Diet of the American mink Mustela vison and its potential impact on the native fauna of Navarino Island, Cape Horn Biosphere Reserve, Chile

One of 42 articles in the series: Sub-Antarctic Biocultural Conservation Program available on this site.

PDF Version Also Available for Download.

Description

Article discussing the diet of the invasive American mink (Mustela vison) and its ecological impacts on the Cape Horn Biosphere Reserve in Chile.

Physical Description

14 p.

Creation Information

Schüttler, Elke; Cárcamo, Jaime & Rozzi, Ricardo, 1960- 2008.

Context

This article is part of the collection entitled: UNT Scholarly Works and was provided by UNT College of Arts and Sciences to Digital Library, a digital repository hosted by the UNT Libraries. It has been viewed 590 times , with 6 in the last month . More information about this article can be viewed below.

Who

People and organizations associated with either the creation of this article or its content.

Authors

Publisher

Rights Holders

For guidance see Citations, Rights, Re-Use.

  • Unknown

Provided By

UNT College of Arts and Sciences

The UNT College of Arts and Sciences educates students in traditional liberal arts, performing arts, sciences, professional, and technical academic programs. In addition to its departments, the college includes academic centers, institutes, programs, and offices providing diverse courses of study.

Contact Us

What

Descriptive information to help identify this article. Follow the links below to find similar items on the Digital Library.

Titles

  • Main Title: Diet of the American mink Mustela vison and its potential impact on the native fauna of Navarino Island, Cape Horn Biosphere Reserve, Chile
  • Parallel Title: Dieta del visón norteamericano Mustela vison y su impacto potencial sobre la fauna nativa de Isla Navarino, Reserva de Biosfera Cabo de Hornos, Chile
  • Series Title: Sub-Antarctic Biocultural Conservation Program

Degree Information

Description

Article discussing the diet of the invasive American mink (Mustela vison) and its ecological impacts on the Cape Horn Biosphere Reserve in Chile.

Physical Description

14 p.

Notes

Abstract: Invasive exotic species of mammalian predators represent a major cause of vertebrate animal extinctions on islands, particularly those that lack native mammalian carnivores. In 2001, the American mink (Mustela vison) was recorded for the first time on Navarino Island, in the Cape Horn Biosphere Reserve (55° S) in Chile, representing the southernmost population of mink worldwide. In order to assess its potential impact on native fauna, the authors studied its diet on Navarino Island, as part of an integrative management program on invasive species. Over a three-year period (2005-2007) the authors collected 512 scats in semi-aquatic habitats: marine coasts, riparian and lake shores. Overall, the main prey was mammals (37% biomass), and birds (36%), followed by fish (24%). Over the spring and summer, mink consumed significantly more birds, whereas mammals constituted the main prey over the autumn and winter when migratory birds had left the area. Among birds, the mink preyed mainly on adult Passeriformes, followed by Anseriformes and Pelecaniformes, caught as chicks. Among mammals, the exotic muskrat (Ondatra zibethicus) was the most important prey, and together with the native rodent Abrothrix xanthorhinus it accounted for 78% of the biomass intake. For an integrated management of invasive exotic mammal species on Navarino Island and in the Cape Horn Biosphere Reserve it is important to further research interactions established here among the various introduced mammals, and to initiate immediate control of the mink population in its initial stage of invasion.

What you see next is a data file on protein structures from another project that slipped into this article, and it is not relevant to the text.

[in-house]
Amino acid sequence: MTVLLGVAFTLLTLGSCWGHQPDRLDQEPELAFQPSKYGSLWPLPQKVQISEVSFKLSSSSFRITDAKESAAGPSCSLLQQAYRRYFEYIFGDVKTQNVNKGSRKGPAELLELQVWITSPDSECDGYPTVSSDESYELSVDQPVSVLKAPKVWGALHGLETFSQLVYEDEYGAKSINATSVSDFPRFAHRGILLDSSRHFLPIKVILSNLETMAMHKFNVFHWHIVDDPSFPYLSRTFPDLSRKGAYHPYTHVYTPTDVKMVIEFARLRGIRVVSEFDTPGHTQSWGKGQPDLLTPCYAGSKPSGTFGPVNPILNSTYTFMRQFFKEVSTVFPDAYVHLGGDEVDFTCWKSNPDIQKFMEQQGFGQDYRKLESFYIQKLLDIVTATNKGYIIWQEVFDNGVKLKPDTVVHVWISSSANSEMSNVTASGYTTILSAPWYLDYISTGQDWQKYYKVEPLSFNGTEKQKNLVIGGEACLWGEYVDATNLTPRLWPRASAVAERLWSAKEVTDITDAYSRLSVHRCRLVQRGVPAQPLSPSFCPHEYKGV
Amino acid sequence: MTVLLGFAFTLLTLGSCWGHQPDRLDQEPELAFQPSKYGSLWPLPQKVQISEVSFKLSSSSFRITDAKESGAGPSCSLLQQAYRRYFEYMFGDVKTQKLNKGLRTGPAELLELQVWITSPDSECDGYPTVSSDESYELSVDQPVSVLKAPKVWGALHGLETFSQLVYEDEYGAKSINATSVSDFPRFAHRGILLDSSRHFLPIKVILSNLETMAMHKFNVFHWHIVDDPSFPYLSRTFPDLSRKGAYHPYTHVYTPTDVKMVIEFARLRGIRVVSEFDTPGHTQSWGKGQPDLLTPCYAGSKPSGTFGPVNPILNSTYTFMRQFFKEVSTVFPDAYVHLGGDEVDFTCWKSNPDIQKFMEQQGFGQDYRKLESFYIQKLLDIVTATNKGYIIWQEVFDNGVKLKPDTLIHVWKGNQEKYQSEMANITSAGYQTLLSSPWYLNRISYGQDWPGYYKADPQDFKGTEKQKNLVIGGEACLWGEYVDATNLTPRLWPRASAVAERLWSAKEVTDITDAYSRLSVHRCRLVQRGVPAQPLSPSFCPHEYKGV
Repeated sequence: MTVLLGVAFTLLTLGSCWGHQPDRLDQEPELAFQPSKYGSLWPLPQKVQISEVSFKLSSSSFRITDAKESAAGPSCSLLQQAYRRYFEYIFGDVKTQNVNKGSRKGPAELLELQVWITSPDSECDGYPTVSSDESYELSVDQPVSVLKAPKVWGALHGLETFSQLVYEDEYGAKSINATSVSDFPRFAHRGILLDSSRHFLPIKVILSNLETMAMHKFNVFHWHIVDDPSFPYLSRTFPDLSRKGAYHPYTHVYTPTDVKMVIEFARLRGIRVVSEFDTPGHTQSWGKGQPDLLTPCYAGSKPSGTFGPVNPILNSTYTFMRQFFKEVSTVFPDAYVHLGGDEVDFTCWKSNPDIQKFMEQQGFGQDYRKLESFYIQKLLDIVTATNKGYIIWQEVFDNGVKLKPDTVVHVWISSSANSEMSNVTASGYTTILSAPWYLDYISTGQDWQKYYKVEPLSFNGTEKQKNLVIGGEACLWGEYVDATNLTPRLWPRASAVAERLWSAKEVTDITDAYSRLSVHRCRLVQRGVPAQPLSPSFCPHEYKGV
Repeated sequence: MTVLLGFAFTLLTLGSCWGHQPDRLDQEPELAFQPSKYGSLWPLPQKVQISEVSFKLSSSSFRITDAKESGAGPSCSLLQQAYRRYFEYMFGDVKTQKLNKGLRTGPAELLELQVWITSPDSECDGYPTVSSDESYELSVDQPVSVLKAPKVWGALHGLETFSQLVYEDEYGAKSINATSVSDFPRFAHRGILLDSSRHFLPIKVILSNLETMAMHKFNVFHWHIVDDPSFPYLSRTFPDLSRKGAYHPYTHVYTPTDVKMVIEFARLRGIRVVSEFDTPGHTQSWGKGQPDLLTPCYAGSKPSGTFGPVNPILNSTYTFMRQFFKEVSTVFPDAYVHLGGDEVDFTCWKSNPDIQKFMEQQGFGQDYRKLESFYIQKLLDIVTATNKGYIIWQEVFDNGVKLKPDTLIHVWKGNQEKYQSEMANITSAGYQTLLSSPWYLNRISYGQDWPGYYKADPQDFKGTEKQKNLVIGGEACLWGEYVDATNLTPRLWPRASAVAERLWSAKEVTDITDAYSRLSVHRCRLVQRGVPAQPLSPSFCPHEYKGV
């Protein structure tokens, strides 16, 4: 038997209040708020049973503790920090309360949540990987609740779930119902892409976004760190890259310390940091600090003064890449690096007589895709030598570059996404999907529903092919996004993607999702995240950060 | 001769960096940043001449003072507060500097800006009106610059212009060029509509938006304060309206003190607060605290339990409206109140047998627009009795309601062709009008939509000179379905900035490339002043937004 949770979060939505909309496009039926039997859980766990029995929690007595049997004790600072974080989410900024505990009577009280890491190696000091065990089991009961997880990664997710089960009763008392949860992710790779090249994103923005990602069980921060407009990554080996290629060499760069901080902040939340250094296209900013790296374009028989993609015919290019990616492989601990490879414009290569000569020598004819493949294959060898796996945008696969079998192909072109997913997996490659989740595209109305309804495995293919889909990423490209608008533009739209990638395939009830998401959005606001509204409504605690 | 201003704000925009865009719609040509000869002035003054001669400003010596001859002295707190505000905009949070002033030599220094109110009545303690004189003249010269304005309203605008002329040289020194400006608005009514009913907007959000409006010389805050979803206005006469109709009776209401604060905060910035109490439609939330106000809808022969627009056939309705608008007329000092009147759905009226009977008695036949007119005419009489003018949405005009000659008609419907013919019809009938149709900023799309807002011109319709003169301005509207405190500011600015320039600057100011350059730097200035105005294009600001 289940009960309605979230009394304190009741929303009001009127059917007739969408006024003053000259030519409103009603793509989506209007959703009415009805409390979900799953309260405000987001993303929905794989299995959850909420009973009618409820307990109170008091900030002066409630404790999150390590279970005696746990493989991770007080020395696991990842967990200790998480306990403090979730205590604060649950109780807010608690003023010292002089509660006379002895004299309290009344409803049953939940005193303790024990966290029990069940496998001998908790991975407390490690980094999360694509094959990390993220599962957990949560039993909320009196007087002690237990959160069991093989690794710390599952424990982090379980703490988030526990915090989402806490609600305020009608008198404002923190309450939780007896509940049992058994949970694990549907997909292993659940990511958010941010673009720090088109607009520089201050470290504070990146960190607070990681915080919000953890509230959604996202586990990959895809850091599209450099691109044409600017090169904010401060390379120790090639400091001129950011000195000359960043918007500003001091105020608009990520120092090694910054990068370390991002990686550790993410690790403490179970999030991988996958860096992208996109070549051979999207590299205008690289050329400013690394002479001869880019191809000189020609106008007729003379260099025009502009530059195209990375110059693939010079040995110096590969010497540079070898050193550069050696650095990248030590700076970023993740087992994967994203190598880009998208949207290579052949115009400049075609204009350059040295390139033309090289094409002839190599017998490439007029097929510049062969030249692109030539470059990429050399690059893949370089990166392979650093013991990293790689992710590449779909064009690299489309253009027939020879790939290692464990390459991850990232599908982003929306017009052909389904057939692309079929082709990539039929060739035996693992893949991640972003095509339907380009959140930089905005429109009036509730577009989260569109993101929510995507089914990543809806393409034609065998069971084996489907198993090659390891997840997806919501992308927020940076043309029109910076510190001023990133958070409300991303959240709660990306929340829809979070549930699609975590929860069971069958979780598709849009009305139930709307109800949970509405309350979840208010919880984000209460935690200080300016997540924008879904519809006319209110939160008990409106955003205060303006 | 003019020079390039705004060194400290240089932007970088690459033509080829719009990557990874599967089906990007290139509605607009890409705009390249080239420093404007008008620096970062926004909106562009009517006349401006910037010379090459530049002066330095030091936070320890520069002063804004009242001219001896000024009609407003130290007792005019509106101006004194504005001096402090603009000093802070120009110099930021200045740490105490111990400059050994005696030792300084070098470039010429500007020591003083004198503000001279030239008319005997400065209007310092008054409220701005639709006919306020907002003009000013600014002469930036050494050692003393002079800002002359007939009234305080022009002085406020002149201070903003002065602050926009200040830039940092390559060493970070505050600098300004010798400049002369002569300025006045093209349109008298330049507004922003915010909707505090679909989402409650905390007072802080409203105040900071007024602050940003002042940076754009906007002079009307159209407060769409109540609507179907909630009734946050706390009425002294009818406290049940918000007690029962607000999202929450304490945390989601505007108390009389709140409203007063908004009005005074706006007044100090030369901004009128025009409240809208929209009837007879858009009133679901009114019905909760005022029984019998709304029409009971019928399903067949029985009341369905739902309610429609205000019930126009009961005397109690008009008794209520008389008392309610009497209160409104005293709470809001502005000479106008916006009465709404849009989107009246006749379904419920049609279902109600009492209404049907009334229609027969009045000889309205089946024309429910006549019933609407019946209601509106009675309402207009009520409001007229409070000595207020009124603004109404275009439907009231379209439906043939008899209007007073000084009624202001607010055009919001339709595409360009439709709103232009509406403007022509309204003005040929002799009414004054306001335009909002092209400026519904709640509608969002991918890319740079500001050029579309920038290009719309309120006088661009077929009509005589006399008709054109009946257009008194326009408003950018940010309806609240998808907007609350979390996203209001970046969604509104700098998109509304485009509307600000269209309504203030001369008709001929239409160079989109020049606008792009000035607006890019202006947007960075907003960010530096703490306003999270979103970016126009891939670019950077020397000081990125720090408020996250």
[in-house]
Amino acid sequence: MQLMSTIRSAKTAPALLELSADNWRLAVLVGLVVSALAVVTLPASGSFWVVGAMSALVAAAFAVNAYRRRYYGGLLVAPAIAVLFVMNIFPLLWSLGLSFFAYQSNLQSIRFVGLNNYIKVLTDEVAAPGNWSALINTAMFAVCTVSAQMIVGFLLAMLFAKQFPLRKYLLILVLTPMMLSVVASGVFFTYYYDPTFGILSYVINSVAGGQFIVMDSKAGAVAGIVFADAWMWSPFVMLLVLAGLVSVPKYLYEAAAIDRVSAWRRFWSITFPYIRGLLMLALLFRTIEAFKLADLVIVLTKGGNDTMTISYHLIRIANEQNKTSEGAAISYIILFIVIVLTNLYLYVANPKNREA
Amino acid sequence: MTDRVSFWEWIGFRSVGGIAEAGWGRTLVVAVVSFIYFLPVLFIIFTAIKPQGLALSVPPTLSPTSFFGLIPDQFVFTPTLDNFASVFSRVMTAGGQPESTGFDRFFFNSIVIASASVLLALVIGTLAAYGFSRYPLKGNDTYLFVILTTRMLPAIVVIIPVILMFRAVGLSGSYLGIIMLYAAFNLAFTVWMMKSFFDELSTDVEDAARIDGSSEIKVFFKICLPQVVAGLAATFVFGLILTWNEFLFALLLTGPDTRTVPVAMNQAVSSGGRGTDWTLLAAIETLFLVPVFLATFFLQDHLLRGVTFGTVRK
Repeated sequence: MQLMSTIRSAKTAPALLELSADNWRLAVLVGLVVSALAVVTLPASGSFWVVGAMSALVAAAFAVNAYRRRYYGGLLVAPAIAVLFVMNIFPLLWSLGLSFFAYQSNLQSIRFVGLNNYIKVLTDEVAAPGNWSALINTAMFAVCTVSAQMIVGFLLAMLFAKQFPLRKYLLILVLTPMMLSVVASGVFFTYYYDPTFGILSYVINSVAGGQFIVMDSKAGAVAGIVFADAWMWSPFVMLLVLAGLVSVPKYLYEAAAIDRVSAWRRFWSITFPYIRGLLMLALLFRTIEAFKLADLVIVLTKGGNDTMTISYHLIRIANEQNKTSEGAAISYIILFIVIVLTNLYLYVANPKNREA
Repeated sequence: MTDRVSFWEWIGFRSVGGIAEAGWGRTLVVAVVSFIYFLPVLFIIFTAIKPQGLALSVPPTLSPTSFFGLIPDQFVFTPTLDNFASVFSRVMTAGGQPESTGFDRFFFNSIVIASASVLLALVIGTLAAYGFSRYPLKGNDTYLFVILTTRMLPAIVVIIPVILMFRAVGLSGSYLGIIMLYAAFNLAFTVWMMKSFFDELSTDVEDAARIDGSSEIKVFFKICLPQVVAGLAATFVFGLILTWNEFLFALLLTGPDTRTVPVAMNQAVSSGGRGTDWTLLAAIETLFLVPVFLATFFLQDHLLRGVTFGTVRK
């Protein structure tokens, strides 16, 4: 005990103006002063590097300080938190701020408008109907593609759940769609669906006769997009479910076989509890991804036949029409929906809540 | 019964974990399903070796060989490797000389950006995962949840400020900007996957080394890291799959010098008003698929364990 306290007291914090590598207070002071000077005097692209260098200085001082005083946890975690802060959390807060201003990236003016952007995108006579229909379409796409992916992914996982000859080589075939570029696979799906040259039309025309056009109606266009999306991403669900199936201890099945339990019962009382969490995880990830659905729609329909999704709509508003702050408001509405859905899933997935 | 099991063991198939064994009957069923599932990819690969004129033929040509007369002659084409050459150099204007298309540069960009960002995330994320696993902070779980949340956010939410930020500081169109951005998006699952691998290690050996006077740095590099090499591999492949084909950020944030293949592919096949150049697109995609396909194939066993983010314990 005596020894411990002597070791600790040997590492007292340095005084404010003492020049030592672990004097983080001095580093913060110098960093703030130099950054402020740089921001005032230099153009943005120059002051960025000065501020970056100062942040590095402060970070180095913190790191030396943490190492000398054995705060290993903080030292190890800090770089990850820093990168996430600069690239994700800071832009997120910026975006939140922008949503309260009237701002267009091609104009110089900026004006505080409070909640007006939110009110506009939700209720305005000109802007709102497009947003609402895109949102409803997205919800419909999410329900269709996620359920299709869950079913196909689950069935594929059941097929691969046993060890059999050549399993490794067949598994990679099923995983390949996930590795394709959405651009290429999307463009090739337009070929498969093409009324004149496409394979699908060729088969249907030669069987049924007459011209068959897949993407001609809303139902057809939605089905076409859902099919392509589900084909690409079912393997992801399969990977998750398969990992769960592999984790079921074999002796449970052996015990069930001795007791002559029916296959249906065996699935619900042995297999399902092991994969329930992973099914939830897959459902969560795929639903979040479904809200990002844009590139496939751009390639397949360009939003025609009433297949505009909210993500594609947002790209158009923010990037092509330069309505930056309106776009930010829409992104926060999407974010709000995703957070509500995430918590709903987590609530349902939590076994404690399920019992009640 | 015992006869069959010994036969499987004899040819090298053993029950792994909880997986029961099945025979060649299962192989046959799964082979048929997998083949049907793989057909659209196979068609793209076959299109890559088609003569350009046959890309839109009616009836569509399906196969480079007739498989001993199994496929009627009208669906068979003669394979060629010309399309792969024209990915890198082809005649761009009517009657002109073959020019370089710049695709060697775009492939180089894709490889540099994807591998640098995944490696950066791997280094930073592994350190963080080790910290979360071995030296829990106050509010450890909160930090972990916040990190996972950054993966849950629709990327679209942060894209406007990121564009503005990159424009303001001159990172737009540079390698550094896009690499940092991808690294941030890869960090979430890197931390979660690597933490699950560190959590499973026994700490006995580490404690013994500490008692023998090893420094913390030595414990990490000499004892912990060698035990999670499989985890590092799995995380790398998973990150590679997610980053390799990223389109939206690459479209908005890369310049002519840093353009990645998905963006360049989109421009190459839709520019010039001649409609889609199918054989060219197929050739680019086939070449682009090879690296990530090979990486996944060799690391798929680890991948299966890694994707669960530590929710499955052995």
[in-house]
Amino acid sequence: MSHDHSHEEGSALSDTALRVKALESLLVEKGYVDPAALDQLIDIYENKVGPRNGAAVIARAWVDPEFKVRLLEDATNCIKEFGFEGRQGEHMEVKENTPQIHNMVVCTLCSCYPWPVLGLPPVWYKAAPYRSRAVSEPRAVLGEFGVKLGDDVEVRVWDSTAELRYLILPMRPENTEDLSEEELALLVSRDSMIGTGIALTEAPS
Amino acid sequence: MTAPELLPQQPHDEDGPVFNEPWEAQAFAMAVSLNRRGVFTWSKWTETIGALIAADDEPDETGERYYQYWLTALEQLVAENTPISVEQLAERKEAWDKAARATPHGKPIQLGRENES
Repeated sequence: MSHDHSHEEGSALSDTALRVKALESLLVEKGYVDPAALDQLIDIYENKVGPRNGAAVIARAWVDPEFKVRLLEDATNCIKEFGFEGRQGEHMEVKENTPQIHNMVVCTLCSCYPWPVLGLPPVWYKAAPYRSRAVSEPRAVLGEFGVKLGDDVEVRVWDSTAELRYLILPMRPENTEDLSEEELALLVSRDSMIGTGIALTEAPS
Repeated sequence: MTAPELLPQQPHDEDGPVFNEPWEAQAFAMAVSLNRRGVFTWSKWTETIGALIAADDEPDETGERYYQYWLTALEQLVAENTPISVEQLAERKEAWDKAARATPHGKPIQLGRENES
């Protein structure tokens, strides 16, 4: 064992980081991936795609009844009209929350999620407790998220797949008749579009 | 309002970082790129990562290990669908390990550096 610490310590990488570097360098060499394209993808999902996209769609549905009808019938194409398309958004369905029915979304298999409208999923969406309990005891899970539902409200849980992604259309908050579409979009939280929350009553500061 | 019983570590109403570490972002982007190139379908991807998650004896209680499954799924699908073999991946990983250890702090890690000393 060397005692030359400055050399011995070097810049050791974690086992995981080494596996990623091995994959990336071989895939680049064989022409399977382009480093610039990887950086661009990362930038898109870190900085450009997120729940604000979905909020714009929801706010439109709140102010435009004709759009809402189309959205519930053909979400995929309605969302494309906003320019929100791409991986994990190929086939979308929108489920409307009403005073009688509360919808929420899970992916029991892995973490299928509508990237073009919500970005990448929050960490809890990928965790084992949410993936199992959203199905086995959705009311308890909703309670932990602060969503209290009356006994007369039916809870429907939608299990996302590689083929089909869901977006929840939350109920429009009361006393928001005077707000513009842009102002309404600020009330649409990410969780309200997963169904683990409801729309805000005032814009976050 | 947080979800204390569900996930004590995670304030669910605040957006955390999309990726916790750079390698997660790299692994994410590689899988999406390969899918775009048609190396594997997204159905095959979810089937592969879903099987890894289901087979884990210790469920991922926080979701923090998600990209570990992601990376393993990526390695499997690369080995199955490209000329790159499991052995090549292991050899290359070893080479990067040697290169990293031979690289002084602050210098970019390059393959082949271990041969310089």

Source

  • Revista Chilena de Historia Natural, 2008, Santiago: Sociedad de Biología de Chile, pp. 585-598

Language

Item Type

Publication Information

  • Publication Title: Revista Chilena de Historia Natural
  • Volume: 81
  • Page Start: 585
  • Page End: 598
  • Peer Reviewed: Yes

Collections

This article is part of the following collection of related materials.

UNT Scholarly Works

The Scholarly Works Collection is home to materials from the University of North Texas community's research, creative, and scholarly activities and serves as UNT's Open Access Repository. It brings together articles, papers, artwork, music, research data, reports, presentations, and other scholarly and creative products representing the expertise in our university community.** Access to some items in this collection may be restricted.**

What responsibilities do I have when using this article?

When

Dates and time periods associated with this article.

Creation Date

  • 2008

Added to The UNT Digital Library

  • Sept. 11, 2012, 10:10 a.m.

Description Last Updated

  • Feb. 10, 2015, 2:34 p.m.

Usage Statistics

When was this article last used?

Yesterday: 0
Past 30 days: 6
Total Uses: 590

Interact With This Article

Here are some suggestions for what to do next.

Start Reading

PDF Version Also Available for Download.

Citations, Rights, Re-Use

Schüttler, Elke; Cárcamo, Jaime & Rozzi, Ricardo, 1960-. Diet of the American mink Mustela vison and its potential impact on the native fauna of Navarino Island, Cape Horn Biosphere Reserve, Chile, article, 2008; [Santiago, Chile]. (digital.library.unt.edu/ark:/67531/metadc102299/: accessed March 23, 2017), University of North Texas Libraries, Digital Library, digital.library.unt.edu; crediting UNT College of Arts and Sciences.